Jihad is ‘getting to a better place,’ says CAIR campaign
An Islamic-advocacy group linked to terrorism is launching a public-relations campaign to argue that jihad doesn’t mean Islamic holy war, but instead a “concerted effort … with the purpose of getting to a better place.”
However, the campaign, which is being launched Dec. 14 by an affiliate of the Council on American Islamic Relations, isn’t a formal religious declaration by United States or Arab Islamic authorities, and it does clash with orthodox judgments dating back 1,400 years to the beginning of Islam.
“It is [public] education about what we believe,” said Ahmed Rehab, who serves as the founder of the project, head of CAIR’s Chicago affiliate and CAIR’s strategic communications chief.
The views of jihad groups, Salafi activists in Egypt and of the Arab world’s leading preacher, Yusuf al-Qaradawi, “are not the entirety of the story,” Rehab told The Daily Caller on Thursday.
Those orthodox views of jihad as warfare to spread Islam are being championed by a new wave of Islamic revivalists — including numerous jihadi groups, such as the “Jamaat al-Tawhid wa’l-Jihad” terror group in the Gaza strip.
They also are being pushed by Qaradawi, whose weekly radio show has a claimed audience of 60 million. In 2011, he was invited by the dominant Islamic group in Egypt, the Muslim Brotherhood, to give a speech to thousands of Islamist supporters in downtown Cairo.
“I have hope that Almighty Allah … will also please me with the conquest of the al-Aqsa Mosque [in Jerusalem, Israel]. … May Allah prepare the way for us to preach in the al-Aqsa Mosque in safety!” he declared.
In contrast, Rehab’s “MyJihad” public-relations campaign portrays jihad as “a concerted and noble effort against injustice, hate, misunderstanding, war, violence, poverty, hunger, abuse or whatever challenge big or small we face in daily life, with the purpose of getting to a better place,” according to the campaign’s website, MyJihad.org.
The campaign will include testimonials, op-eds, bus advertising and visits to mosques, Rehab said.
“This is a whitewash,” charged Robert Spencer, the author of several books about orthodox Islam.
Jihad, Spencer said, in Islamic texts “as well as in Islamic law, has always borne the primary meaning of warfare against unbelievers in order to affect their subjugation under Sharia.”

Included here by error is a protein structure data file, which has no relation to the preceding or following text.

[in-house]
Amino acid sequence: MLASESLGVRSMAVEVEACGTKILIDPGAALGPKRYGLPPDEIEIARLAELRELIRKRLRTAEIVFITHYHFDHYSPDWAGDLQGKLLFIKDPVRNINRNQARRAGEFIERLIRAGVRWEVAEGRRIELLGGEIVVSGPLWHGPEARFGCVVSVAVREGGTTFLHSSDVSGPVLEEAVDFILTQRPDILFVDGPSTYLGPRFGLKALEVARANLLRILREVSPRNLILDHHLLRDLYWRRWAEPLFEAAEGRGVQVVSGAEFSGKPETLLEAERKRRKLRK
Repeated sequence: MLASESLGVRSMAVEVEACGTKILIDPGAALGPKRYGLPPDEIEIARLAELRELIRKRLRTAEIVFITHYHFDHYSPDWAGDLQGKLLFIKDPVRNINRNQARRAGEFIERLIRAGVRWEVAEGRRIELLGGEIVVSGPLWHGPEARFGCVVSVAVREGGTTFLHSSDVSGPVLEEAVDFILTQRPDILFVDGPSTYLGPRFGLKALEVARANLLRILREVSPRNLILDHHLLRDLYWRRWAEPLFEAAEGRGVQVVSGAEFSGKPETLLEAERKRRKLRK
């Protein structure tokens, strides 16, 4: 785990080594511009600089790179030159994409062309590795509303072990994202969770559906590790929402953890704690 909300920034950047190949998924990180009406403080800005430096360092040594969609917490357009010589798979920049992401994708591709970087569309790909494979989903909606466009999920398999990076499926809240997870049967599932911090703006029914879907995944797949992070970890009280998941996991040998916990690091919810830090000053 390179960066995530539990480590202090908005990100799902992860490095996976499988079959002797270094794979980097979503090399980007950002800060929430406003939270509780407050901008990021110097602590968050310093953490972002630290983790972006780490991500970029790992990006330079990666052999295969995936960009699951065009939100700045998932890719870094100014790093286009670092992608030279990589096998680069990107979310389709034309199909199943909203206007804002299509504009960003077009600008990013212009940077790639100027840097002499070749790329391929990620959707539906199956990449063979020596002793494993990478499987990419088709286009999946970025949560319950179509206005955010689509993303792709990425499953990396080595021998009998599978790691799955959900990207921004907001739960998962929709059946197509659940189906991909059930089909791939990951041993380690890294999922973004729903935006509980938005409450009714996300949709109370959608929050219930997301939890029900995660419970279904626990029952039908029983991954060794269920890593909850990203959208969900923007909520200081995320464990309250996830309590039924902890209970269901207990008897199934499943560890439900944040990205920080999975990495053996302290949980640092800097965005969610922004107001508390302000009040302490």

Sharia is the far-reaching legal system established by Muslim religious authorities. It governs most aspects of private and public life, and excludes Christianity and its offshoots: law, ethics, democracy and philosophy.
The prevalence of fighting in jihad is found in Qur’an translations provided by the University of Southern California.
Verse 74 of the Qur’an’s fourth book, for example, declares, “Let those fight in the way of Allah who sell the life of this world for the other. Whoso fighteth in the way of Allah, be he slain or be he victorious, on him We shall bestow a vast reward.”
That passage establishes the widespread Muslim view that dying in a war for Islam is “martyrdom” that will be rewarded by entrance to Islam’s heaven, or “jannah.”
Rehab’s campaign “is an attempt to … lull Americans into even greater complacency about the Islamic supremacist program,” Spencer said.
It “reminiscent of the ad campaigns of old that suggested that smoking was good for you: ‘More Doctors Smoke Camels than any other Cigarette,’” he added.
Rehab dismissed Spencer’s criticism, saying that Spencer cherry-picks alarming quotes from Islamic texts and advocates. “Most Muslims believe what I’m saying,” he insisted.
“My view of jihad comes entirely from what orthodox, mainstream Islamic authorities say ‘jihad’ means,” Spencer said.
Rehab acknowledged the widespread view of jihad as war in the Arab world.
“Qaradawi has things I disagree with, but he’s not considered an extremist,” Rehab said. “Talk to him about his views, and talk to me about my views.”
But Egypt’s new Muslim Brotherhood president, Mohamed Morsi, has also participated in a “reprehensible” prayer to attack Israel, Rehab said.
During the October prayer, Morsi seemed to say the Islamic equivalent of “amen” as the preacher urged Allah to “grant victory over the infidels. … Oh Allah, deal with the Jews and their supporters. Oh Allah, disperse them, rend them asunder.”
“I proactively called it out, not just because it is an affront to Jews … but it is an affront to my beliefs, my religion,” Rehab said.
Rehab’s parent group, CAIR, also has problems. Several of its employees have been jailed or deported for terror offenses, and FBI officials refuse to meet with CAIR’s founders because of their entanglement in a Texas scheme to raise money for the Iranian-backed Hamas terror group based in the Gaza enclave near Israel.
“There are definitely problematic individuals and groups in the Muslim world that make me shiver,” said Rehab. “They’re going to be a threat to their home countries, to my home country of Egypt.”
“But guess what? They’re being confronted, they’re being pushed back,” he claimed.
On Dec. 15, Egypt’s population will have the opportunity to push back the Islamists. That’s when Egypt’s voters will decided to establish or reject an draft constitution written by Islamists that would establish an Islamic theocracy that would subordinate women and non-Muslims to Muslim men.
But those views are popular in the Arab world.
“At least three-quarters of Muslims in Egypt and Pakistan say they would favor making each of the following the law in their countries: stoning people who commit adultery, whippings and cutting off of hands for crimes like theft and robbery and the death penalty for those who leave the Muslim religion,” according to a 2010 survey by the Pew Research Center
Many Arab Muslims support the Hamas terror group, which routinely launches rockets at Israeli towns. “49% of Muslims in Egypt and Lebanon have a favorable opinion and 48% in each country have an unfavorable view of the group,” said the 2010 survey.